Tony Corke at Matter of Stats had a year that demonstrates why the number of correct tips is a noisy metric, jostling for top spot on MAE and Bits but coming dead last in tips. This was never more evident than in Round 20, where Matter of Stats got the wrong end of all four of Super Saturday’s 50/50 games. Sometimes football is a harsh mistress.

HPN’s new model PERT provided tons of contrarian excitement, being the only one to tip 9/9 more than once — it did it three times — and finishing a solitary tip behind the leaders. This came about despite blowouts in MAE and Bits, so it will be interesting to see how it backs up in 2019.

Stattraction, also new this year, stumbled early, then made an extraordinary 24/27 run to close out the home & away season.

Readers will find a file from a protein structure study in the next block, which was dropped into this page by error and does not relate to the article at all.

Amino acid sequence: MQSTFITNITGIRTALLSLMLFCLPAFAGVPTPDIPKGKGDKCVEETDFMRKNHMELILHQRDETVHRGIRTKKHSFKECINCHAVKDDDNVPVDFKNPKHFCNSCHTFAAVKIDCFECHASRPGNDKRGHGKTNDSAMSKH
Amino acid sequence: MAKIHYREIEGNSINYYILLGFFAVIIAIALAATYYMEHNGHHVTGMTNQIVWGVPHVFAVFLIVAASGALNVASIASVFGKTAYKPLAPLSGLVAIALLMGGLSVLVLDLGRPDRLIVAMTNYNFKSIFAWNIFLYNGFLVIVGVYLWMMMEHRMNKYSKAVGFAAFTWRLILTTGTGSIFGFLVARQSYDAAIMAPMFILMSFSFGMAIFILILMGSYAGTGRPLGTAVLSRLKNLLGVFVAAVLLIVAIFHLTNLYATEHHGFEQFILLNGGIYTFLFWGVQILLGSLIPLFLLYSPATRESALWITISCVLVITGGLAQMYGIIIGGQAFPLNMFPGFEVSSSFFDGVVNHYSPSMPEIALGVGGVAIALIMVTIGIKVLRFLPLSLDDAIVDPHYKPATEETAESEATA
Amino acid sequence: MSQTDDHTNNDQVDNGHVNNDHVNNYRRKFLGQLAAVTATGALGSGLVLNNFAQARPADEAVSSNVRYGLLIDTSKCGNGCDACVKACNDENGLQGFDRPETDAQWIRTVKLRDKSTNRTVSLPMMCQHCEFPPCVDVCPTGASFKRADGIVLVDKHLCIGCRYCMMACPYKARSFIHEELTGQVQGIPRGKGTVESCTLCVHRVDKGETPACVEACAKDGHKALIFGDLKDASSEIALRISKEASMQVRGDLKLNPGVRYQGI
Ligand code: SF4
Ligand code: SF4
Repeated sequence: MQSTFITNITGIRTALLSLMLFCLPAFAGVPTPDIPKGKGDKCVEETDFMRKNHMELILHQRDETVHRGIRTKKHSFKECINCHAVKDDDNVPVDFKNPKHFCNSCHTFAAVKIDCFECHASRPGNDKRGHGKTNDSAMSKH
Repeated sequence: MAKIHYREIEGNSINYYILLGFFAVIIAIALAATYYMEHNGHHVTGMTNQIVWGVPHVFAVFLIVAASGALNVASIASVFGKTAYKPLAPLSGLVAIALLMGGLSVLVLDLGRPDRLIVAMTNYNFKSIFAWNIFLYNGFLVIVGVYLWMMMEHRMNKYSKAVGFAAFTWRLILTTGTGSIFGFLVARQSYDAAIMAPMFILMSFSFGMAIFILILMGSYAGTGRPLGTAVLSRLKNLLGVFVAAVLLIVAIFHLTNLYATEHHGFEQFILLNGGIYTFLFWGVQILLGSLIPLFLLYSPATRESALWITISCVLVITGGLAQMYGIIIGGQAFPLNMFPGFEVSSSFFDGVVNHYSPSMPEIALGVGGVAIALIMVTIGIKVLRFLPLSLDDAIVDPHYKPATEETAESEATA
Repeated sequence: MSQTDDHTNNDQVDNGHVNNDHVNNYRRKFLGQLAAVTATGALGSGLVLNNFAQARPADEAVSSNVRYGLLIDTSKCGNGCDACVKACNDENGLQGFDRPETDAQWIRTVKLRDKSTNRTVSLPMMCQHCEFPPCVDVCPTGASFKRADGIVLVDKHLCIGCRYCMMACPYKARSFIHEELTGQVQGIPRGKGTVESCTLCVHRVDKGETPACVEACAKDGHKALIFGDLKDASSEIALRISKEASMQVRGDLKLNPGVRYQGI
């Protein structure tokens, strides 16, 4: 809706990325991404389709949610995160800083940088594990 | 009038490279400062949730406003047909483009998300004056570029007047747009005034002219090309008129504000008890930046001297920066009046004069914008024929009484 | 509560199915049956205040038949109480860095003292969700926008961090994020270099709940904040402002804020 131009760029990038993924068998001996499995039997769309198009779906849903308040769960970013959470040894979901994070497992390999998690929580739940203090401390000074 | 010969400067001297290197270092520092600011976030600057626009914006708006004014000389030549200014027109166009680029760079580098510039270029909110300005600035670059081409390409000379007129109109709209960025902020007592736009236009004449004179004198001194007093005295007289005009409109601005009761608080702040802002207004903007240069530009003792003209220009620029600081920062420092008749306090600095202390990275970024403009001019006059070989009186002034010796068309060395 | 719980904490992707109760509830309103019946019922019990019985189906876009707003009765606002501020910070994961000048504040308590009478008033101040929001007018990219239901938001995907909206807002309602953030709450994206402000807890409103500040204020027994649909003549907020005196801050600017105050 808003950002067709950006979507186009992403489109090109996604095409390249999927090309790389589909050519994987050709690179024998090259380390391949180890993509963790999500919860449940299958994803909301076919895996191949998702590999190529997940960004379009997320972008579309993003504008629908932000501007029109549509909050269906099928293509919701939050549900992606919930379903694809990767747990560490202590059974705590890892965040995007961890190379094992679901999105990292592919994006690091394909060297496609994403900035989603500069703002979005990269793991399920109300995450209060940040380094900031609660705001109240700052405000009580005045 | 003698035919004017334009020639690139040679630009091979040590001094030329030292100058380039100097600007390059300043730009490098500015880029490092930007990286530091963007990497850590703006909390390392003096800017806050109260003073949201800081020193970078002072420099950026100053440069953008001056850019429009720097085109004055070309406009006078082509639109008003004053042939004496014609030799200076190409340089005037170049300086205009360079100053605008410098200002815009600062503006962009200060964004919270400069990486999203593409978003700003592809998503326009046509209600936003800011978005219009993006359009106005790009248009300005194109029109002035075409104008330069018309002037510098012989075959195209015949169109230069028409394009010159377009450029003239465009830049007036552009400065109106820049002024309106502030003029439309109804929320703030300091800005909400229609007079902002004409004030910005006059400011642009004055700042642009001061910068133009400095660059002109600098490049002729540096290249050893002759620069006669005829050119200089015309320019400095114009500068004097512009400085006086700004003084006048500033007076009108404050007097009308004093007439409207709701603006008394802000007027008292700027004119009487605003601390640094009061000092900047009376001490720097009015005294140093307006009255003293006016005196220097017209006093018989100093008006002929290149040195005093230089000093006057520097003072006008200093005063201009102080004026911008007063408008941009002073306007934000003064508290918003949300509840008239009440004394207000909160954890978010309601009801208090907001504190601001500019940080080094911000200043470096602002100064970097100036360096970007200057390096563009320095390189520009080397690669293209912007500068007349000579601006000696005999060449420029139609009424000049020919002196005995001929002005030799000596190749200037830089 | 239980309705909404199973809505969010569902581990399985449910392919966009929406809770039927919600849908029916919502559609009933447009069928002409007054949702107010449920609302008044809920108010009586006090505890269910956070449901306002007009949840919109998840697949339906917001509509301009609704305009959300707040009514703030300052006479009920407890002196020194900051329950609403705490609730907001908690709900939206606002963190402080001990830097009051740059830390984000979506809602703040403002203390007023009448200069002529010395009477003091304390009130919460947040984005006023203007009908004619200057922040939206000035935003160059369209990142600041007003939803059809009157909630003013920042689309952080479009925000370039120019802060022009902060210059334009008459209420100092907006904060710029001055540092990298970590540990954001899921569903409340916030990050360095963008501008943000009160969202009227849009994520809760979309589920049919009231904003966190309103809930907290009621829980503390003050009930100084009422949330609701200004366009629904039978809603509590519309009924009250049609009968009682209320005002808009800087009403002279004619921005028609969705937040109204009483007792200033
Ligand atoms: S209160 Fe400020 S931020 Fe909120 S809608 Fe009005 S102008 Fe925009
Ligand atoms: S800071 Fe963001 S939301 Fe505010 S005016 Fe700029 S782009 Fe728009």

plusSixOne recorded the most correct finals tips with 7, including the Grand Final. It also finished only 1 behind the leaders for the year, along with Footy Maths Institute, who fought a highly entertaining running battle for outright leadership that came unstuck only in the finals.

Click for interactive chart

Heartfelt thanks to all the model authors — as well as those I’ve named, there’s also The Arc, Graft, and Swinburne University — who allow me to aggregate their tips! They do fantastic work and I hope that a comp like this means more people get to see it.

I also hope this site is useful to model builders out there who just enjoy playing around with footy numbers and want to know how their tips compare. (See: the Squiggle API.)